Friday, May 14, 2010

Janice Hardy's "Seven Deadly Sins"

A couple weeks ago I did a library presentation called "Novice to Novelist" that focused on how to polish writing for publication. In it I included a list of "don'ts," such as "stick your character in front of a mirror," "assume you'd make a great protagonist," and "begin with a scene in a confessional." YA author Janice Hardy (THE SHIFTER) has nailed that and more with her fabulous post about how *not* to write a first chapter. Here's her list of cliched openings:

"Someone waking up in the morning.
Someone looking in the mirror and describing themselves.
Someone getting a "message," be it a phone call, letter, or arrival of a mystical person with information.
Someone leaving on a trip.
Someone writing in a journal to "tell you about what happened."" (from her blog)

I admit I've toyed with these things myself (there is-- I'm sorry to admit-- a mirror scene in my first novel, "In Stereo Where Available"). And sometimes some of them can work, like the "going on a trip" one, if they're done well. But originality is crucial, and there's no way to overstate how important it is to really nail those first ten pages if you hope to attract an agent's attention. When my Amazon Breakthrough Novel Contest excerpt made it to the quarterfinals and became a downloadable Kindle item, I began getting one review after another in which people said, "Good writing, too bad nothing happens in it." At this I was a little miffed, so I went off to my office-- also known as "a nice hot shower"-- and thought, "what do I need to do to get their attention, have my protagonist spit in the face of a corpse?" I thought about that for a moment, my mind blustering in full Yosemite Sam mode, and then I thought, "Not a bad idea." So I changed the second scene to my protag spitting in the face of a corpse. After that, I got an agent.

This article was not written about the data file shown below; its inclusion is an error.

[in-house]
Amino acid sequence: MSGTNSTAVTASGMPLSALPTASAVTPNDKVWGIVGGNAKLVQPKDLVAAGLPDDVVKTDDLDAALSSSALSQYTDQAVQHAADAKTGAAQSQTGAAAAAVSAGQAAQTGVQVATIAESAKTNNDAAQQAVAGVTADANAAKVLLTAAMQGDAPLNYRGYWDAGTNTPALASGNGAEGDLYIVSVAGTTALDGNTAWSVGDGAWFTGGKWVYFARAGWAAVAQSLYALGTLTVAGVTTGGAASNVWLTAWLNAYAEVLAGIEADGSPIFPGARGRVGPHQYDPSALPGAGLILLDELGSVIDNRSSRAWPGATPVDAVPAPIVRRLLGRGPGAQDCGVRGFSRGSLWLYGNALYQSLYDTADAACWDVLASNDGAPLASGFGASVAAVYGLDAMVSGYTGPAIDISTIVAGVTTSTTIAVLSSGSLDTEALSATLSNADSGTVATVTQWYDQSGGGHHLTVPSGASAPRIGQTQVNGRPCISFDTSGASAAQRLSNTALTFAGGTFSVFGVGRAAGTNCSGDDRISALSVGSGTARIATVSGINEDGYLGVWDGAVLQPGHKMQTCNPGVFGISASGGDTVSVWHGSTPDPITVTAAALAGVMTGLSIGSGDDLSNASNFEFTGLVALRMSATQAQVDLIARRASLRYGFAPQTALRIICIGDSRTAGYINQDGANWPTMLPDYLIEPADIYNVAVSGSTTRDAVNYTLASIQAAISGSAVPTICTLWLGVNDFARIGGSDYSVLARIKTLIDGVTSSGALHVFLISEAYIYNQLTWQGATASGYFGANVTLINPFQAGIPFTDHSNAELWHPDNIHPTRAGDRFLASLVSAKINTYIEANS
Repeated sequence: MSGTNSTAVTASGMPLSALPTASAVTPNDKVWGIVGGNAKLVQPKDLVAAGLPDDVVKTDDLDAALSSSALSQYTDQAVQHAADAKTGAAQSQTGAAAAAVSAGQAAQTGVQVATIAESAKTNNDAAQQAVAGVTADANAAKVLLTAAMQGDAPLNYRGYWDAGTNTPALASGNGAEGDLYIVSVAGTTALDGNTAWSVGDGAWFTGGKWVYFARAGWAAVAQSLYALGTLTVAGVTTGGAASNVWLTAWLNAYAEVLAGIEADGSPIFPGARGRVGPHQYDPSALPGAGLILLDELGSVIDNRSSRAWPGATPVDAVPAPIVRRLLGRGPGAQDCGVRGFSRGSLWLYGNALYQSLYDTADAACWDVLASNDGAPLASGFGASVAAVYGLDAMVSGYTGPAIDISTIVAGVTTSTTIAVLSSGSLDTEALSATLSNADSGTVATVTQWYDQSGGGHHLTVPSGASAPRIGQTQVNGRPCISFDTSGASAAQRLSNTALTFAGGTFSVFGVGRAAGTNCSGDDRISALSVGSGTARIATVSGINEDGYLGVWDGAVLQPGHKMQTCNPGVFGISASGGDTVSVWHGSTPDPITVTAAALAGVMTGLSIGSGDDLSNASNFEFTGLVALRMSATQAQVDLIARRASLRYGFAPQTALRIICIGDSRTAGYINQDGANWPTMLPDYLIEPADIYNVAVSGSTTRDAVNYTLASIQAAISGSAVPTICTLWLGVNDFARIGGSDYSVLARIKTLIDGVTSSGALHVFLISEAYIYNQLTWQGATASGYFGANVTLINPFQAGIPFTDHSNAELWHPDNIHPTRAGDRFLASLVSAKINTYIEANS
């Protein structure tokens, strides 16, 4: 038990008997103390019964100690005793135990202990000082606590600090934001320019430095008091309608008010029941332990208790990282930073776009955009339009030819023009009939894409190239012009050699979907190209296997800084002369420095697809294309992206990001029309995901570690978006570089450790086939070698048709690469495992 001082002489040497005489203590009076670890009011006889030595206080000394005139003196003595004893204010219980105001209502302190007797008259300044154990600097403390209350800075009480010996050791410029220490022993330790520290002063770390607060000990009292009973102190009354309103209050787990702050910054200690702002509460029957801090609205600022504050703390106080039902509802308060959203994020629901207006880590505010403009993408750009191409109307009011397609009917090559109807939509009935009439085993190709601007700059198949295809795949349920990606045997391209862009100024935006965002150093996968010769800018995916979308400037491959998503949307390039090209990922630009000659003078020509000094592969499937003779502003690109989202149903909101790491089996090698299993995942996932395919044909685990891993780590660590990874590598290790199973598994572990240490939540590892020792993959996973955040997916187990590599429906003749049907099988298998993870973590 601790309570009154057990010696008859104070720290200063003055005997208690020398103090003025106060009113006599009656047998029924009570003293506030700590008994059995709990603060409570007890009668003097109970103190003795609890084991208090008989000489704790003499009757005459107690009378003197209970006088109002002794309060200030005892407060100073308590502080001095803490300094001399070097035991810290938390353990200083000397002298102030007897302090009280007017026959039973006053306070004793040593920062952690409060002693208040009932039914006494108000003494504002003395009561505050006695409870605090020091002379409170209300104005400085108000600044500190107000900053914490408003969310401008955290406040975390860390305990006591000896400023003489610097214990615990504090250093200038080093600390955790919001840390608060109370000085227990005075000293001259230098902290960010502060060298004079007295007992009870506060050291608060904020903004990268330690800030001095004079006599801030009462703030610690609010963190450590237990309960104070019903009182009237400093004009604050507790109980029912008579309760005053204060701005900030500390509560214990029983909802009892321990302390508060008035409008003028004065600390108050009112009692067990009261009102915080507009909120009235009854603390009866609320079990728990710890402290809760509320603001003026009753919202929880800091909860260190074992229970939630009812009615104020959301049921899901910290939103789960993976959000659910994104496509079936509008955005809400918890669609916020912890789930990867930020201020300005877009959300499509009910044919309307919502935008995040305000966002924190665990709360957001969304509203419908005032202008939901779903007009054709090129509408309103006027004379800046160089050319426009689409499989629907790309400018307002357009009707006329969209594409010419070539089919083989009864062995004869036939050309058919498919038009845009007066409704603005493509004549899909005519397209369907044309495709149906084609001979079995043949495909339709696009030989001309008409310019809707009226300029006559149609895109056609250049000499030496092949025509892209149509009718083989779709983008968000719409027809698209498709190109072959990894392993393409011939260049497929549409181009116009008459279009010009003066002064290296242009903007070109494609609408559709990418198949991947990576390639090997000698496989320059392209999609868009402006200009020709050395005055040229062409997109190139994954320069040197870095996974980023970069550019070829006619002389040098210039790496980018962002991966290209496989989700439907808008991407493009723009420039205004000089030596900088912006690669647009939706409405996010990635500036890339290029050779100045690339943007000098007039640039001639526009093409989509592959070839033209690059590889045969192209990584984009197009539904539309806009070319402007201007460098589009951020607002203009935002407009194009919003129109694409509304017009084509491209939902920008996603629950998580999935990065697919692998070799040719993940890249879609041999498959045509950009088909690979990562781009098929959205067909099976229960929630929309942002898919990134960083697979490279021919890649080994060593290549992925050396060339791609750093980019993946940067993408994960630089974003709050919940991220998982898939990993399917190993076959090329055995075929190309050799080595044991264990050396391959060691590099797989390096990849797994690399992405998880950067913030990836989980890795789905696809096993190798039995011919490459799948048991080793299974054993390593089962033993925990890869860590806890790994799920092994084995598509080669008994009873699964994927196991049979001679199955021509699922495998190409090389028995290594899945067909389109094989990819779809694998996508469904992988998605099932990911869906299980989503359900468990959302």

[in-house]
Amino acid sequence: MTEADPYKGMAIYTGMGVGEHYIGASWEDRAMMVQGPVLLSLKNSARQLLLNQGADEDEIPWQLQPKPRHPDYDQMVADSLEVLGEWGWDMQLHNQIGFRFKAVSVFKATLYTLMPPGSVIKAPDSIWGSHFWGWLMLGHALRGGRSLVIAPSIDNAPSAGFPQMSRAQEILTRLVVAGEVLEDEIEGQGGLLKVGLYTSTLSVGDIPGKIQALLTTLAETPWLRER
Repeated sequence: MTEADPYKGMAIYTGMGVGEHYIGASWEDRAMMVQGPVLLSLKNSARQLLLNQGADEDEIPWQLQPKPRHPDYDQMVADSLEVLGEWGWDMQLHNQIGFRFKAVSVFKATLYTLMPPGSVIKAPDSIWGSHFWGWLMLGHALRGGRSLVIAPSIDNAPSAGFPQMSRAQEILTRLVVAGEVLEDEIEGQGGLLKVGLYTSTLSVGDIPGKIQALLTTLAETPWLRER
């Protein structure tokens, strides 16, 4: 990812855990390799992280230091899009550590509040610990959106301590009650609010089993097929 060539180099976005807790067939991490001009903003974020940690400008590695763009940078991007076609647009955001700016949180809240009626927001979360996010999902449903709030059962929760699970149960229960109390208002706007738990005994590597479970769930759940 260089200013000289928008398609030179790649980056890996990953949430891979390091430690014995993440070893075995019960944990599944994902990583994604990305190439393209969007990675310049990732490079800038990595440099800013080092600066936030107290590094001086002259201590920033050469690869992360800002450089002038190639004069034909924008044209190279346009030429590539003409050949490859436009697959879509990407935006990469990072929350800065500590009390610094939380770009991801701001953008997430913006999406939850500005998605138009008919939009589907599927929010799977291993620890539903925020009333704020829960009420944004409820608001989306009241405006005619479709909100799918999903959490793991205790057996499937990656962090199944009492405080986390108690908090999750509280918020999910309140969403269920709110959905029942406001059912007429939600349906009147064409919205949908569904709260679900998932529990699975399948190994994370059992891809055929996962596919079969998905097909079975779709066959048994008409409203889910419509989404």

With regard to first chapters, the one bit of advice I'd add is not to agonize over it too much in the early stages. Get past it and write the rest of the book. Your first chapter needs to show your "A" game like no other in the whole manuscript, so you're better off refining it once you're done-- when your skills are at their most practiced to date, and you have a full knowledge of what Chapter 1 needs to do to prepare the reader for what's in store. Write everything else, then come back and rework the beginning. And for the love of all that is good, don't start it with "Dear Diary."

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